Facebook: just like the Sims

There have been a few times in my life where I have gotten addicted to games; growing up I went through phases of being hooked on particular games on our families old Mac computers and more recently I went through a bejeweled fad. The most serious addictions I’ve had were as a teenager to Diablo II and the Sims (1 and 2). I used to love making the houses and decorating them. Perhaps designing the barbie-like characters made up for my barbie-deprived childhood. I would sit at the screen and stare at my little people, taking good care of them.  They were always bathed and fed and well-rested whereas, after staring at the screen for so long, I could have done with some bathing and feeding myself.  I would get anxiety when they burnt down the kitchen but felt proud when they studied and up-skilled and no longer posed such a great fire-risk.  I gave up on the Sims because I realised that I was putting all of this energy into something that wasn’t really feeding me.  It was a hard sacrifice to make but ultimately more rewarding.

Dopamine is an interesting brain chemical. It motivates us and gives us that sense of accomplishment of attainment, how-ever brief.  It is the primary brain chemical involved in addictions to cocaine, shopping gaming and Facebook.  Every time that little red number appears at the top of the screen you get a little bump, every like on your hillarous re-posted meme, every comment on your wall just reinforces the pattern.  Validation. It’s a trap!

The Facebook trap is a lot like the Sims trap. We can become pre-occupied with virtual lives – with the lives of other people, with our own closed-circuit-insular-universe to the point where other things are less important.  When I’m tired and don’t have other exciting things I do I always check Facebook looking for connection, validation, that little bump. I have been through times where I was getting psychologically dependent on Facebook to the point where it started to bother me. Unlike blogging, where I have the room to be creative and expressive, where I am building something that lasts and sharing ideas with the public, Facebook is insular and offers less space for expression, it rewards conformity and encourages me to share other people’s creations (which is not a bad thing) rather than develop my own.  I’m not saying Facebook is absolutely evil, and it certainly offers more real-world agency in communication and networking than the Sims does, but I am saying that it’s ultimately less satisfying than actually doing real stuff.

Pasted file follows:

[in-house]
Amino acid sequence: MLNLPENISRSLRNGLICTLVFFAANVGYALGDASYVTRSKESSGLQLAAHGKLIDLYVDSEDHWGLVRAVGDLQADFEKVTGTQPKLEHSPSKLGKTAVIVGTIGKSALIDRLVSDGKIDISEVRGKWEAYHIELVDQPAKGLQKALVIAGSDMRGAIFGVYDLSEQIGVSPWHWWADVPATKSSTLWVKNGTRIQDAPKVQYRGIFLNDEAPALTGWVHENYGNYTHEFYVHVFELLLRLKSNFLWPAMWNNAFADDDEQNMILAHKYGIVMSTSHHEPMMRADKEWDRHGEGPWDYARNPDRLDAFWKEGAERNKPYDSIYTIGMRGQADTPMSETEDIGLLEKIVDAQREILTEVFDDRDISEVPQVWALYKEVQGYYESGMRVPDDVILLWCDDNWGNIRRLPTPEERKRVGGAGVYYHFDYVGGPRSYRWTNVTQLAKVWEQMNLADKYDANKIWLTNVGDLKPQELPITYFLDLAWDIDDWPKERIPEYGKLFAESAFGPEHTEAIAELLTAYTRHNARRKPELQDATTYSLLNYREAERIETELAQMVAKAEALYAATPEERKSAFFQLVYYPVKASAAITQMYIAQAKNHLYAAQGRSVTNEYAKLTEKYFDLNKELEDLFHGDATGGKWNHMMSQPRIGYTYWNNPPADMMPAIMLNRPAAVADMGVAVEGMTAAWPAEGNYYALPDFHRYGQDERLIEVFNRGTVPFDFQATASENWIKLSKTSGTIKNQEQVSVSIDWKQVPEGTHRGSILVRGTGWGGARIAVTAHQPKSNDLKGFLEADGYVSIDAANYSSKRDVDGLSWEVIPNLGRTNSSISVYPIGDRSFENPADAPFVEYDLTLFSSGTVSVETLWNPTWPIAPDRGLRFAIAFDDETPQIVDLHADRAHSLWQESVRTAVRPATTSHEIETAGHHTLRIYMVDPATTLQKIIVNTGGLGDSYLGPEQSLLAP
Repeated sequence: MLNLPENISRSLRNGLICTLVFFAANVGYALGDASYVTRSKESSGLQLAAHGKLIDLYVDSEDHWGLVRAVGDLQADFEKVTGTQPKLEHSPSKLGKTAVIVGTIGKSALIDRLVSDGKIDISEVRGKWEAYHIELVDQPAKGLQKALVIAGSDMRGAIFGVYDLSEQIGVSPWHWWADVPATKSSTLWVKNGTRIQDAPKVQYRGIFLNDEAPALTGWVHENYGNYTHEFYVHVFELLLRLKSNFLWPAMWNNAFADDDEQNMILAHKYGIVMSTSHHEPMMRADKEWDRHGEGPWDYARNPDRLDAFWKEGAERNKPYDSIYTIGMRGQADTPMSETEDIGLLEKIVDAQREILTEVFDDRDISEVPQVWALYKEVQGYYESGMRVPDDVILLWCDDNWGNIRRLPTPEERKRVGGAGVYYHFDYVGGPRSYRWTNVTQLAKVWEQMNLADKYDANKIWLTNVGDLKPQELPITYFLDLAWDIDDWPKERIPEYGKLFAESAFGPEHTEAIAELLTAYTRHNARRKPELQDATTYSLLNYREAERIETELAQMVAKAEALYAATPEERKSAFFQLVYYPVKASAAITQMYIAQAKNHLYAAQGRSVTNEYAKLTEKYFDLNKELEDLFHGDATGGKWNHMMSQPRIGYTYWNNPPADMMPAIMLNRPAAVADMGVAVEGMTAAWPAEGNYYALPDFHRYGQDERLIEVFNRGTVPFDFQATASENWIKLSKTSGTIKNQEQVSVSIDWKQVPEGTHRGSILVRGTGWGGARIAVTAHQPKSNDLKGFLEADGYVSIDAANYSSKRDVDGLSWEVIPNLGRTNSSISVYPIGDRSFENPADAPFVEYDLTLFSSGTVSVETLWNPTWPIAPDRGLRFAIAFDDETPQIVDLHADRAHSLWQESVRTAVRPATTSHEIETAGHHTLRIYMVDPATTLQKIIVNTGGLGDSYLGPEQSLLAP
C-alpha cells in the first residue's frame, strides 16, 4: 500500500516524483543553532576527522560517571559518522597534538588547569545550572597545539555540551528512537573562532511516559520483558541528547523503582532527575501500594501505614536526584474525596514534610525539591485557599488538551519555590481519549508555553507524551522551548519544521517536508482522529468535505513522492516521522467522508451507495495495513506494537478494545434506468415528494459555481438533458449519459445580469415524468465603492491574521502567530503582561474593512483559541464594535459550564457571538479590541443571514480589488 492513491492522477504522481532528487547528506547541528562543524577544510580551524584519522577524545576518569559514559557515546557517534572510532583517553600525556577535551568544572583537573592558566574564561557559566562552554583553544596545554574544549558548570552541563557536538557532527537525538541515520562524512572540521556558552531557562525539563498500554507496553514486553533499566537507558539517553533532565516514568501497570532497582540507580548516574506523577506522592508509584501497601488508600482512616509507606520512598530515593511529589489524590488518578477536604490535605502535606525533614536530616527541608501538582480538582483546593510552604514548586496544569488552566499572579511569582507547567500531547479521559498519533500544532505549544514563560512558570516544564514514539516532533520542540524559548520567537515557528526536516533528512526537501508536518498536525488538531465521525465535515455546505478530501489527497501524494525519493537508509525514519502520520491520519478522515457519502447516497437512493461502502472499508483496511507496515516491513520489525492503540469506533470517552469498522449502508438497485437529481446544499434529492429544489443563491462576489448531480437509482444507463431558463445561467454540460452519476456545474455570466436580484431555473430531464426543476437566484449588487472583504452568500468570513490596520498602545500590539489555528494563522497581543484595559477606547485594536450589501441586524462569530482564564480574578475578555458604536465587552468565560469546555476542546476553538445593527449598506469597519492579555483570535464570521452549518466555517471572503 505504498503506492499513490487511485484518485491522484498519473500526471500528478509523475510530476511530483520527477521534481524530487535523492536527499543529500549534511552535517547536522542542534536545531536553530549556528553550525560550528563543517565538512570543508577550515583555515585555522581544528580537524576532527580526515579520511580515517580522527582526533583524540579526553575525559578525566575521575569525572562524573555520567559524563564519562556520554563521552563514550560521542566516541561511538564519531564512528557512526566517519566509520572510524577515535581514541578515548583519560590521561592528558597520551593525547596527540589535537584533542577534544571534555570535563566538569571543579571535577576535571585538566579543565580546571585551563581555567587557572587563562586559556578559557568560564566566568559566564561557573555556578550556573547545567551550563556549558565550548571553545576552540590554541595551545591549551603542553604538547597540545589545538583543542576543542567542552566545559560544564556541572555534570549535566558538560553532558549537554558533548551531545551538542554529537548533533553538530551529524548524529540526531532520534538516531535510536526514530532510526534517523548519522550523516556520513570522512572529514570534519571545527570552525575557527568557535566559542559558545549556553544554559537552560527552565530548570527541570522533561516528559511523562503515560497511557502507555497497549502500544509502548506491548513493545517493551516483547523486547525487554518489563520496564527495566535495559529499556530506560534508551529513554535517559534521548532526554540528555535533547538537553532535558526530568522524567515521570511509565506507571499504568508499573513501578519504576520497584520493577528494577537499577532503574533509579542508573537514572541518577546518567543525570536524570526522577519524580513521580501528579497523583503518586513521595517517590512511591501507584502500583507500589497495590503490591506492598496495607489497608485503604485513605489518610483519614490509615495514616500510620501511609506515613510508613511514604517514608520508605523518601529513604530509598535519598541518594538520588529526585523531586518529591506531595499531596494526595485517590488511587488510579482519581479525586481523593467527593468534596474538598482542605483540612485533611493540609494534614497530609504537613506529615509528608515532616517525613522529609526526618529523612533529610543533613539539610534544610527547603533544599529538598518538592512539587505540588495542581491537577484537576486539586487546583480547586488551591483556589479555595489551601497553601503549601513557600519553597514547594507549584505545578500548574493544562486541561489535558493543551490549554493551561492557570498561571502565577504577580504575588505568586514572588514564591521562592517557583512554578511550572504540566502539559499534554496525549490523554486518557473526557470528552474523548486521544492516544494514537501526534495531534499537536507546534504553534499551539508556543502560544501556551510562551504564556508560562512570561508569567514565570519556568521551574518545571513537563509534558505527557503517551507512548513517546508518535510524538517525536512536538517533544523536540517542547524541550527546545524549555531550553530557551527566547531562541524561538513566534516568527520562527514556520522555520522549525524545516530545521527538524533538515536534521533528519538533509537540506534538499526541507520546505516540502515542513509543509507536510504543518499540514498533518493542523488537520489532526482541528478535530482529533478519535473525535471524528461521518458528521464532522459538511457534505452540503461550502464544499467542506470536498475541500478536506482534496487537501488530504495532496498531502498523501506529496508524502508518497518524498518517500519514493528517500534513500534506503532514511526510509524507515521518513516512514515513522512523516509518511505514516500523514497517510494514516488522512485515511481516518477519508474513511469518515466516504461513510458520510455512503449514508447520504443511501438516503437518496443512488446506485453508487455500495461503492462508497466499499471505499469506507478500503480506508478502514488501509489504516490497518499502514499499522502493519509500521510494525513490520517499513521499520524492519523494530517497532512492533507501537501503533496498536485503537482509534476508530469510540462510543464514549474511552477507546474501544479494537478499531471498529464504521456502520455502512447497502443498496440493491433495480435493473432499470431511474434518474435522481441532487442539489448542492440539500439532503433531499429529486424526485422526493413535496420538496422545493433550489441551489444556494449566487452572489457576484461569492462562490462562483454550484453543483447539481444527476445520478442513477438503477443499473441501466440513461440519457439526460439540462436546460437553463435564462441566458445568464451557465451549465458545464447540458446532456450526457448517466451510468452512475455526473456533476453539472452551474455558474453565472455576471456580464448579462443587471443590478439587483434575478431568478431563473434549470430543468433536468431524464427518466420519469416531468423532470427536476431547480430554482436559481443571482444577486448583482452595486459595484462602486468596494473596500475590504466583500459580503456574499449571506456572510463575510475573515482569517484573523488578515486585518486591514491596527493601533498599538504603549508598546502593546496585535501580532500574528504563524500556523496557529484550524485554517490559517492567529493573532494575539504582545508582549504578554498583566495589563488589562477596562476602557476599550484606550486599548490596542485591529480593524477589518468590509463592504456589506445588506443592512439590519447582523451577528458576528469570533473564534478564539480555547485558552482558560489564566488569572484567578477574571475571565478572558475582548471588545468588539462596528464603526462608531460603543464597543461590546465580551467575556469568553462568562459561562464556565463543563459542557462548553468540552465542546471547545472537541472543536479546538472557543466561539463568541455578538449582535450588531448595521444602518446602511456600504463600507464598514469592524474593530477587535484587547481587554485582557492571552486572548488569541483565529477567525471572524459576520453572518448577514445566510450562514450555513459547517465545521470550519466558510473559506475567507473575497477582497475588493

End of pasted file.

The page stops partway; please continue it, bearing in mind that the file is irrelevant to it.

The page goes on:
Dopamine is very relevant, but we can’t just reduce everything down to a neurotransmitter. Reality tends towards the complex.  There are lots of weird things happening in our brains, but what is easily observable is that doing something that triggers the reward pathway in the brain without achieving any meaningful results is infinitely less satisfying than doing something that activates the same pathway but does not accomplish much. Gaming and Facebook are less satisfying (for me, anyway) than working on a novel or writing a blog post – even reading a novel or doing the dishes, and yet, they are easy ‘lazy’ habits to get into.

Recently I went through a period where no one was liking my Facebook posts. WTF? Usually a plethora of people care about what I have to say.  I started to feel strange.  Out of my hundreds of friends, no one was bothering to comment or validate me – or even argue with me. No one was reading my blog posts either. How rude. As a result my blogging got more prolific than it ever has been, and more personal too. If no one cared, I was even more motivated to carry on with my life.  Something did seem a bit fishy though and then I realised that I must have somehow accidentally changed my Facebook settings so I wasn’t sharing my posts with my friends.  Hmmm.

This experience mirrors my experience lately of feeling like I’m walking in the dark.  Everyone seems very distant, and very few people seem to understand anything that is going on inside my head.  I suppose I’m not understanding most other people either. It’s kind of like temporarily regressing to teenage-insular-fog-brain, everything is a bit distorted. So if this blog post makes no sense, that will make absolute sense to what I’m going through.

The end.

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